When the BMW i8 official debuted, I was a bit surprised by, well, its lack of power. Carefully sculpted from carbon fiber and aluminum, the i8 has the looks and price tag of a much more powerful car.
Turns out, my feelings were on the money, as BMW had toyed with three other powerplants for the i8, including a V10, V8 and a six-cylinder.
According to Telegraaf, the BMW i designers originally conceived of the i8 as a V10 supercar but quickly scrapped that idea, replacing it with a V8. After testing of that drivetrain proved less than pleasing, Bimmer went for one of its classic sixes.
Paired with a hybrid powertrain, the six worked – for a while. Ultimately, though, BMW sent that engine back to the parts bin when engineers couldn’t overcome heat management and weight issues. Really? Not even the exacting Germans could sort it? That’s troubling.
Eventually the dour Deutschers settled on a 1.5-liter three-cylinder that produces 231 horsepower and 236 pound-feet of torque. Mated with the plug-in hybrid powertrain, the i8 pushes 362 hp and 236 lb-ft – enough to get to 62 mph in 4.4 seconds and on to an electronically limited top speed of 155 mph.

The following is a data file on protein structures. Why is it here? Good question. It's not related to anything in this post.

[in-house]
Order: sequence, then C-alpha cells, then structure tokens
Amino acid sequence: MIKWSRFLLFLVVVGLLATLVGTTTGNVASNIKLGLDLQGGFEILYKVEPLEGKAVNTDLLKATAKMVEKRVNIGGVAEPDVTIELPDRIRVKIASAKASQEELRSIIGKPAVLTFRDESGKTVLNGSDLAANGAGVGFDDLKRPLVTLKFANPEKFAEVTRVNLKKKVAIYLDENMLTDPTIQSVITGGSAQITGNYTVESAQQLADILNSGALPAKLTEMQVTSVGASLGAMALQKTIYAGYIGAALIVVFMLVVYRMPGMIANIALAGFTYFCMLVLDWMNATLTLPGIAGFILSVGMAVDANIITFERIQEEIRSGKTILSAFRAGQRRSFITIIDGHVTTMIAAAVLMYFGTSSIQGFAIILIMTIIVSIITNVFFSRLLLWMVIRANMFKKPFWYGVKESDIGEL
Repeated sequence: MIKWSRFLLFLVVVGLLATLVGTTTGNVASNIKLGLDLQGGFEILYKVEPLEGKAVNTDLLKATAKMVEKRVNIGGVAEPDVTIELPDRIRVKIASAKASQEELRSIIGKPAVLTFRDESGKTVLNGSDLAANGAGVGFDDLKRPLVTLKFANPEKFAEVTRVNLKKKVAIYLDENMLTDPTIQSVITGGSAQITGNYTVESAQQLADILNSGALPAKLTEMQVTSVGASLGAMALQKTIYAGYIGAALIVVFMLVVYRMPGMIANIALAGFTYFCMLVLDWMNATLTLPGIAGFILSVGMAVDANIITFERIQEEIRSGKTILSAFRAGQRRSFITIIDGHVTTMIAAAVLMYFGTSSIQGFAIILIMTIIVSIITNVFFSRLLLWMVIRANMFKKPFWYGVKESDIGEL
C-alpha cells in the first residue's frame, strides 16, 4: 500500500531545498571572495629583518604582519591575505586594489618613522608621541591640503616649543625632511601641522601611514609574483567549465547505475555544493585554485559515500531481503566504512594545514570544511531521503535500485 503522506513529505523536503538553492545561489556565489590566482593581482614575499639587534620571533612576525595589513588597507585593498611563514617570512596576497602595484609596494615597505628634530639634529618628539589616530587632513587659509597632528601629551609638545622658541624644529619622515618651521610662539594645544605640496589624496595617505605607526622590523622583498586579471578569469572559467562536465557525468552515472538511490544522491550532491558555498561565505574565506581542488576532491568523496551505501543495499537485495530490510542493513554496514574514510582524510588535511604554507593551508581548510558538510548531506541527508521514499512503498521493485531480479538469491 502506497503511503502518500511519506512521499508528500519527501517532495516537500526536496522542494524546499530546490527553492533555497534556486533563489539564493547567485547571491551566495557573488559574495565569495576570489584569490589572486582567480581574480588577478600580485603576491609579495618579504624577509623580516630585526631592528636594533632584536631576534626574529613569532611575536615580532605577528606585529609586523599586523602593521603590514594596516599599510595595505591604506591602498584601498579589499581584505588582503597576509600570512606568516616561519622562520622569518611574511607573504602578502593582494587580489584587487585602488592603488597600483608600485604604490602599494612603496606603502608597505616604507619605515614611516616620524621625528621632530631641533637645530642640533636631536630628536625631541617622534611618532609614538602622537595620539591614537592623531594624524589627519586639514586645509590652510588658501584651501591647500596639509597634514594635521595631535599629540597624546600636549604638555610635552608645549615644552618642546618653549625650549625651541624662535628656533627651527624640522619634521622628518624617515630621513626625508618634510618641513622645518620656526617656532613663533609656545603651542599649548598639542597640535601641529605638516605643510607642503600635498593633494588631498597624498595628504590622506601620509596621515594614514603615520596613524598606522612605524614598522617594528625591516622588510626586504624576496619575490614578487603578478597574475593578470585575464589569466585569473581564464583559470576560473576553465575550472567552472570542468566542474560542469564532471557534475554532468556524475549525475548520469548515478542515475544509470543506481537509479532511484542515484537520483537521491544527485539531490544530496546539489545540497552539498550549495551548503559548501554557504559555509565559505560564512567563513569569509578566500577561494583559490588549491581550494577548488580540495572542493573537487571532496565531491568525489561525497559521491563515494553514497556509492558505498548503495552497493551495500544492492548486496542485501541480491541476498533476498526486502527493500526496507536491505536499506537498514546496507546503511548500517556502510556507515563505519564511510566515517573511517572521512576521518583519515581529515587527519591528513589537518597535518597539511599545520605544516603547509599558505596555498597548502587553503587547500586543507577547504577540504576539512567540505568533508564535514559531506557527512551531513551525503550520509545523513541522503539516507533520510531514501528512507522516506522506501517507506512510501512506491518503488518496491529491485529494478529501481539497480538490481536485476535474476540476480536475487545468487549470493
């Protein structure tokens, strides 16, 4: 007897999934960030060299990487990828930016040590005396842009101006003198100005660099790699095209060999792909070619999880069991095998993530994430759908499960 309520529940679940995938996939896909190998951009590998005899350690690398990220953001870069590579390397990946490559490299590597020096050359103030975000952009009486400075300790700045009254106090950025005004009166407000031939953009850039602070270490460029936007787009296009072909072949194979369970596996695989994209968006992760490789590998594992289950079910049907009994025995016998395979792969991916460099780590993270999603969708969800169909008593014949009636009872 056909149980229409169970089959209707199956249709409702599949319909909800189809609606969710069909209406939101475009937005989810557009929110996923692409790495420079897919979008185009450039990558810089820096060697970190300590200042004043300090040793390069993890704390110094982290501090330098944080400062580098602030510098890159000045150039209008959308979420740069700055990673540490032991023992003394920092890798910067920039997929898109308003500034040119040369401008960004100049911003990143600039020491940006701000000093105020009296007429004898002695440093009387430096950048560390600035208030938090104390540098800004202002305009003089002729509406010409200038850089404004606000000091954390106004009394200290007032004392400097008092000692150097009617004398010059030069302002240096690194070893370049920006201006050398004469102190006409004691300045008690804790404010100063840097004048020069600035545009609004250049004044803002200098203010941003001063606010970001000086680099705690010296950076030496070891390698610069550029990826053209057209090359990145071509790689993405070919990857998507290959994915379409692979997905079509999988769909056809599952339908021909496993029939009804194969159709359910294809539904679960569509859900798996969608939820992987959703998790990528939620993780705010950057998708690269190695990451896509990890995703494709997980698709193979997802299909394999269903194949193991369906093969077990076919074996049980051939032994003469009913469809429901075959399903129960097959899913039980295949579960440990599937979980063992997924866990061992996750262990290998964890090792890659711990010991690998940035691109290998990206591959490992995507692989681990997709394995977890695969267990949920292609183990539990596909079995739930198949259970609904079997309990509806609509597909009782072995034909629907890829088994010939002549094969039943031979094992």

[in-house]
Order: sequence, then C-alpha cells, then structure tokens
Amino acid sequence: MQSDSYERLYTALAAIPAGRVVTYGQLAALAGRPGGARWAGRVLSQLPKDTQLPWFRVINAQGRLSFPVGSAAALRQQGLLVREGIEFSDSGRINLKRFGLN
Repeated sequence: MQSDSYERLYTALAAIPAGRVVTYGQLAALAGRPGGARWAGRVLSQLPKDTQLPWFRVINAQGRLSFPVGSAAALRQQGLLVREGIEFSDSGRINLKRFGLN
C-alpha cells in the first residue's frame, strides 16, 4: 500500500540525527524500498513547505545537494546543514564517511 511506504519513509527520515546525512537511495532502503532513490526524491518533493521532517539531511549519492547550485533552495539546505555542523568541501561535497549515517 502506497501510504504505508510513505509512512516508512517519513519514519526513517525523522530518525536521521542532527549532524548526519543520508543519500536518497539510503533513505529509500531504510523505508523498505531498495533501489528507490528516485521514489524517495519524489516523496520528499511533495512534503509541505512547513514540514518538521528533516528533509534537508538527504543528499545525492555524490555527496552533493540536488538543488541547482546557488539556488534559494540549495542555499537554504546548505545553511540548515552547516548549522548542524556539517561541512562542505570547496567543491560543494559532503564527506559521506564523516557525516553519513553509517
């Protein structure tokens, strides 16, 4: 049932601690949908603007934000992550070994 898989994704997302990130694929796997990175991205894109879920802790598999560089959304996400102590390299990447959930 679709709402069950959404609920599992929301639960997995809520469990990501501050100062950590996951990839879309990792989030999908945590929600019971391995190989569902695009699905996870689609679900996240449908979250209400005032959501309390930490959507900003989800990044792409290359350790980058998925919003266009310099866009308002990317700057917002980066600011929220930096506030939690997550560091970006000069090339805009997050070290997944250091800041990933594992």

Although I am pleased Bimmer went for electrification, I still would have rather seen a V10- or V8-powered 8 supercar to rival the Audi R8. I know Bimmer’s brass feels the V10 supercar market is a bit oversaturated. And I understand that. I just wonder it they say that because they couldn’t get theirs to not catch on fire.
- Lux and refreshingly livable, Mercedes’ EQE moves EVs mainstream
- Tesla to fix window software on 1M of its U.S. cars
- 2024 Chevrolet Equinox EV aims for affordability with $30,000 base price
- Jeep is launching its first two electric SUVs in the U.S. in 2024
- 2022 Volkswagen ID. Buzz first drive review: The iconic hippie hauler goes electric